The disclosed implementations are generally related to media authoring tools and user interfaces.
Website creation tools targeted to the consumer market allow end users to create websites and other types of media (e.g., blogs, podcasts, multimedia presentations, slide shows) with little or no knowledge of web languages. One popular website creation tool is iWeb®, developed by Apple Inc. (Cupertino, Calif.). Users of website creation tools often desire to have a large selection of interesting page elements (e.g., text, images, video, animation) to choose from when creating a website. Some of these elements, however, can be tedious or time consuming to create and/or may require the user to have extensive knowledge of expert features provided by the tool. Some website creation tools require the user to exit the tool or interact with a different user interface of the tool to accomplish certain tasks, such as interacting with third party web services (e.g., map services, advertising services) or searching directories and files for content (e.g., digital photos) to be included in the website.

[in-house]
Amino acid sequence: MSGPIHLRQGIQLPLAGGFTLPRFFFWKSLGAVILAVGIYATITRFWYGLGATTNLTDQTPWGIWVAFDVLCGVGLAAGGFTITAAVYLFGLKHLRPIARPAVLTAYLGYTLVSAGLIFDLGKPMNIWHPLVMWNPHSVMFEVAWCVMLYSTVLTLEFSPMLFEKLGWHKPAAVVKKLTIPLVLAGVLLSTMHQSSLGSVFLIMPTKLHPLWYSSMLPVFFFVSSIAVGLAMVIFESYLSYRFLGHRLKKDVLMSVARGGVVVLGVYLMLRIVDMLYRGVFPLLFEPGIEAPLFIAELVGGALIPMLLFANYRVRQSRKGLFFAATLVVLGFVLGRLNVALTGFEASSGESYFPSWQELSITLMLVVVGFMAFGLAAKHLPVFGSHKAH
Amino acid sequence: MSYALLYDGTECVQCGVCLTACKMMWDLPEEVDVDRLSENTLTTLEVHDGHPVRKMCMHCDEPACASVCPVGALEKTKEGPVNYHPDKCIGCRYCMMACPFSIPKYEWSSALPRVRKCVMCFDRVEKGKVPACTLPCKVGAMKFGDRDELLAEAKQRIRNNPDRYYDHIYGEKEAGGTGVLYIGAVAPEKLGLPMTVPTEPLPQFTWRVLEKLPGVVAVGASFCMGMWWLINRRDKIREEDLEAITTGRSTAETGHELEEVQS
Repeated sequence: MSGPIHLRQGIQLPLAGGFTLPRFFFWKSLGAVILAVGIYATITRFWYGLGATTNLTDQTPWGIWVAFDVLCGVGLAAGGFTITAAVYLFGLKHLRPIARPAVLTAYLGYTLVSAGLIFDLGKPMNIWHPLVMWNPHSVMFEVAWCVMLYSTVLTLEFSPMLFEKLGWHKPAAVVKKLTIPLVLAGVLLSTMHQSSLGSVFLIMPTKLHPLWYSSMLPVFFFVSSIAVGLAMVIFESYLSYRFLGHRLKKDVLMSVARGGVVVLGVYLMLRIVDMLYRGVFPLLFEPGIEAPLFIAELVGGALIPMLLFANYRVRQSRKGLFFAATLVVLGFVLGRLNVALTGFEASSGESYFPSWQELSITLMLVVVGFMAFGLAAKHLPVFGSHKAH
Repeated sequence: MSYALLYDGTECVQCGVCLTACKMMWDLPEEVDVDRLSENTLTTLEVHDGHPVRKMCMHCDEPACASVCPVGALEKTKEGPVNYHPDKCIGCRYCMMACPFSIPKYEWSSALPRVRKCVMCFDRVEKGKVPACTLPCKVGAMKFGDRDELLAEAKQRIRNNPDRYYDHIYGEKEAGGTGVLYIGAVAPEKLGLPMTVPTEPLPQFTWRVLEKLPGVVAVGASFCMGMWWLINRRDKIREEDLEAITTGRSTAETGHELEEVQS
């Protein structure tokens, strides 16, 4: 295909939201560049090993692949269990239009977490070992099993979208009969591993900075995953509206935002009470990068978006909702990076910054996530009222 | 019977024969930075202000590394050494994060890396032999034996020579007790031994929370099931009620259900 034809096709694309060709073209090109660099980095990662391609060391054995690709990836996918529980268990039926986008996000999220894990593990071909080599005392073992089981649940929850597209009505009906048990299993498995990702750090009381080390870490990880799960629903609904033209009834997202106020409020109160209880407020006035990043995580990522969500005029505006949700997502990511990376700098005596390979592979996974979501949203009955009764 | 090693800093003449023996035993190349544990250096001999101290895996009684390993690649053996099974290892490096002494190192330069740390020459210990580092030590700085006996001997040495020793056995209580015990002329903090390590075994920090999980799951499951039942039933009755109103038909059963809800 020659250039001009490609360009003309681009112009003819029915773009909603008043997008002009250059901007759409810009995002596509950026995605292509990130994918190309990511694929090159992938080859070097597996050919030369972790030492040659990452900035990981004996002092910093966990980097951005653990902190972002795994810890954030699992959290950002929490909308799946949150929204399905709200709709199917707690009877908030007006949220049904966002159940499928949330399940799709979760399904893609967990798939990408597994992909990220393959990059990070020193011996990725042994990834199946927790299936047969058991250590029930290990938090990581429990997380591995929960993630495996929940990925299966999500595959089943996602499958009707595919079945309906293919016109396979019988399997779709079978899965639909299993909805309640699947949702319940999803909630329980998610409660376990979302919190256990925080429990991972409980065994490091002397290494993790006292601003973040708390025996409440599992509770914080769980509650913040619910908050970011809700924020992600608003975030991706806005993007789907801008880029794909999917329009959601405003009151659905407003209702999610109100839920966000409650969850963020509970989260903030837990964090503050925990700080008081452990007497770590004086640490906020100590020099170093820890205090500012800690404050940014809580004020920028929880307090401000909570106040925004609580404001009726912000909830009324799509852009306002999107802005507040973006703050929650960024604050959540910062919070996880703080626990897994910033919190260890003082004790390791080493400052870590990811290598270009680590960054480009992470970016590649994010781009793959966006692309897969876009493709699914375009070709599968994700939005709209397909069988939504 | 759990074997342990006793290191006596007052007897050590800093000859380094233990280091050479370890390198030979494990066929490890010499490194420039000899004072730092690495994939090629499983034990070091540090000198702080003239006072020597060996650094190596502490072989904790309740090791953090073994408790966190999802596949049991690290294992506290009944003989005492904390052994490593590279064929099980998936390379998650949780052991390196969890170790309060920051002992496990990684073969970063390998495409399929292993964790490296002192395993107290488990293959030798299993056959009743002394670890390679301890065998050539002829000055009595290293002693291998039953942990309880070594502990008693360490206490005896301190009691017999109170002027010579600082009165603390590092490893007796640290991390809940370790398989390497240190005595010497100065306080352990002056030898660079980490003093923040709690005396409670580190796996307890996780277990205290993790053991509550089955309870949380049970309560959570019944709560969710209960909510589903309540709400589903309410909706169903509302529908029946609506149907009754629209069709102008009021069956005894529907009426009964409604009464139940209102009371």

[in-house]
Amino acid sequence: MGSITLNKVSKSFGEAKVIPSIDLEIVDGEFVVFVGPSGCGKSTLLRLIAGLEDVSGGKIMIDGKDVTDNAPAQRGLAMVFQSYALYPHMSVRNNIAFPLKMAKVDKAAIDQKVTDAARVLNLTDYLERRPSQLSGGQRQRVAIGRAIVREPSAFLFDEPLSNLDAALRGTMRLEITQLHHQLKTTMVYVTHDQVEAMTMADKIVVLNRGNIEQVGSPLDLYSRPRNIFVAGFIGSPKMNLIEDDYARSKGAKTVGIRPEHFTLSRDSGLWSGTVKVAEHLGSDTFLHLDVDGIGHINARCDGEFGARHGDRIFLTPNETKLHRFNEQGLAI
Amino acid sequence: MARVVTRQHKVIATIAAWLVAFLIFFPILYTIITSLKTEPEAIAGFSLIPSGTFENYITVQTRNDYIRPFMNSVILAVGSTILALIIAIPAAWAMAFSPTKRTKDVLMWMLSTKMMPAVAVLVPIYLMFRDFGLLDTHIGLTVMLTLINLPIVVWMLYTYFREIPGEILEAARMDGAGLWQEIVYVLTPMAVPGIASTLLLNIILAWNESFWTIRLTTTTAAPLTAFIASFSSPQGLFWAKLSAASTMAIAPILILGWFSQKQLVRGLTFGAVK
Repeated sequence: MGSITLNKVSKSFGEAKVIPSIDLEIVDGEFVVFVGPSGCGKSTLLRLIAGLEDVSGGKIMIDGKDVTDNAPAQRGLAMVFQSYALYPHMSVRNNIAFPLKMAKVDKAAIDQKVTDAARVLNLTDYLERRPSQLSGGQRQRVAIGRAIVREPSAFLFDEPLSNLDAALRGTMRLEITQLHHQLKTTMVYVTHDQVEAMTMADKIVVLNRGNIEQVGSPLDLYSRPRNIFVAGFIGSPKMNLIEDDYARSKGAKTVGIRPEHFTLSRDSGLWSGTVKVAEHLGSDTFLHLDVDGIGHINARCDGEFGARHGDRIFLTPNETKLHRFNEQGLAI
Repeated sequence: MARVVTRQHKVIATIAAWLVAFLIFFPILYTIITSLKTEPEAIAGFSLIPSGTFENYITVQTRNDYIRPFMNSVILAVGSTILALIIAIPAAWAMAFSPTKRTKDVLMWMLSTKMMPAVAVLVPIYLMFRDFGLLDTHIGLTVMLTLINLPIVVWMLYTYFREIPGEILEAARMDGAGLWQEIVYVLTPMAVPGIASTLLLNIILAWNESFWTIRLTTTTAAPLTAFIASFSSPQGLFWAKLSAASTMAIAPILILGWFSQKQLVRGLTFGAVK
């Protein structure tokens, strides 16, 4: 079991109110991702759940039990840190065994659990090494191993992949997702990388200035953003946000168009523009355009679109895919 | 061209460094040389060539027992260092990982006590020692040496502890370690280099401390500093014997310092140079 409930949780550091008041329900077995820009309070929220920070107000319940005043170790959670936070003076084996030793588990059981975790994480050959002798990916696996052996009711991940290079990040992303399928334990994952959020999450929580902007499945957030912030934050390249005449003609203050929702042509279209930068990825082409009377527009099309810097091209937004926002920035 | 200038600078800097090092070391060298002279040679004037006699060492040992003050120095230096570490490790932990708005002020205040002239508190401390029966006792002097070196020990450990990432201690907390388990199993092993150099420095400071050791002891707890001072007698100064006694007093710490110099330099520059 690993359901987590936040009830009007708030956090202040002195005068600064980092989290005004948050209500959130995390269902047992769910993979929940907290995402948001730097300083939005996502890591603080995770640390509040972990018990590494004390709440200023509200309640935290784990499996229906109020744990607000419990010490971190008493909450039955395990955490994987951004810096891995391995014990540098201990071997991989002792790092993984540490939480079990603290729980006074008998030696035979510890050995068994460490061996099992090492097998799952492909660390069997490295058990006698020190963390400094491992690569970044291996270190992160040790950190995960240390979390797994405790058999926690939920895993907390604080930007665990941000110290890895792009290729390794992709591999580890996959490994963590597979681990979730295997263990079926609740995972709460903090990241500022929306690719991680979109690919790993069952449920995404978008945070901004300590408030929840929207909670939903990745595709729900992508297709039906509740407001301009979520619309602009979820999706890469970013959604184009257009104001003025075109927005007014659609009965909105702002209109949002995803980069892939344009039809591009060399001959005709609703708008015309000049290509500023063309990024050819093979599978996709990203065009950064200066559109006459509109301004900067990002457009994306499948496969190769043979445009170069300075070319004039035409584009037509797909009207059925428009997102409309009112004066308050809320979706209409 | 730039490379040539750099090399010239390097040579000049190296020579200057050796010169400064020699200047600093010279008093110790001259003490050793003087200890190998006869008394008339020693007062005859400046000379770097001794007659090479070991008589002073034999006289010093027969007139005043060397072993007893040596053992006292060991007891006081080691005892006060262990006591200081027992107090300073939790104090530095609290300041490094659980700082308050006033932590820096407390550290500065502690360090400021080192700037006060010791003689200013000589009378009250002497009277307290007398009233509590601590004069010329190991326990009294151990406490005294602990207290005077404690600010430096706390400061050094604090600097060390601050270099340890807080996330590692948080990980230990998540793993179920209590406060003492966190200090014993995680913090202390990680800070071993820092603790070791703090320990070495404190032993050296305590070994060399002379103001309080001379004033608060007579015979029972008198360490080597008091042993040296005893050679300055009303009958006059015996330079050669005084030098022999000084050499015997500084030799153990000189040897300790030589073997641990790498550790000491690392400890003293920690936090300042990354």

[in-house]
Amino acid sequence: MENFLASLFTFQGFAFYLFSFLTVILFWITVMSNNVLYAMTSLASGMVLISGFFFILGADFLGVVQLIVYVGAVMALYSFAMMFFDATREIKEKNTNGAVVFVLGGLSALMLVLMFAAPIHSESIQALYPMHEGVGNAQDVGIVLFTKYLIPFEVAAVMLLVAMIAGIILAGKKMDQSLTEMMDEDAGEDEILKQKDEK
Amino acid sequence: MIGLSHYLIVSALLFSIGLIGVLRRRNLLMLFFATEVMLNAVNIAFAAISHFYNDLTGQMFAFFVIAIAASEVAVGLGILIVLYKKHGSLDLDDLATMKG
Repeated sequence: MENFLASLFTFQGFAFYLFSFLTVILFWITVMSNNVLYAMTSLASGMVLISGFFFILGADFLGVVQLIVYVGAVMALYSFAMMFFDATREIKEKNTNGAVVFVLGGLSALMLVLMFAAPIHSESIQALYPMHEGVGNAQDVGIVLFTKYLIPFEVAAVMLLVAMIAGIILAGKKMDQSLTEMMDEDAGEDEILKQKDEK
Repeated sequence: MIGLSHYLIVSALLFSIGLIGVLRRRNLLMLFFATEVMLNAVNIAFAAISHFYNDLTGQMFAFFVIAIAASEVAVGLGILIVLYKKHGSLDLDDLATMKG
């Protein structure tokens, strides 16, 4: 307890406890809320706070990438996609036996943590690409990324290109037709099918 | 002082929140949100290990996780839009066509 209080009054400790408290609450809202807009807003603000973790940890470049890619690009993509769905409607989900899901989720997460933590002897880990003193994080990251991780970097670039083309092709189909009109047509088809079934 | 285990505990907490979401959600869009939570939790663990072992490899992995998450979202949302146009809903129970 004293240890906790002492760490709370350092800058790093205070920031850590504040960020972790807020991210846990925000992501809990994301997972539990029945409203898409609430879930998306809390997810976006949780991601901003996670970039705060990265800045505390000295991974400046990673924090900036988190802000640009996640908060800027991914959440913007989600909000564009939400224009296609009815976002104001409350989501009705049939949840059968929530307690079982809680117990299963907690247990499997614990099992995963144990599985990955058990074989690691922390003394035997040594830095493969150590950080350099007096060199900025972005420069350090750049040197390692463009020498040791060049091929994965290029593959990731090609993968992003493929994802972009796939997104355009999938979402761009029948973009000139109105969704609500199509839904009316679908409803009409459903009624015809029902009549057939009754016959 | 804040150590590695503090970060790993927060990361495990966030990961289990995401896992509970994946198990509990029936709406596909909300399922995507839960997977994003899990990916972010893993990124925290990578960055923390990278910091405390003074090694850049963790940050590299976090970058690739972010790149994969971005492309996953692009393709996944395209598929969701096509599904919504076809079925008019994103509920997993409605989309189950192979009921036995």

A media authoring tool includes web widgets for creating page elements for various types of media (e.g., websites, blogs, broadcasts, slide shows, multimedia presentations). A widget inspector associated with the widget can be used to modify the behaviour of the widget.
In some implementations, a method includes: generating a page for presentation in a user interface of a media authoring tool; generating a widget and an associated widget inspector; presenting the page and the widget inspector in the user interface; presenting the widget on the page; obtaining a user input through the widget inspector; and automatically modifying a behavior of the widget based on the user input.
In some implementations, a method includes: generating a page for presentation in a user interface of a media authoring tool; obtaining a user input specifying a content source; generating a widget for displaying content from the content source, the widget including a navigation control; presenting the page and the widget in the user interface; presenting first content through the widget; obtaining navigation control input; and presenting second content through the widget based on the navigation control input.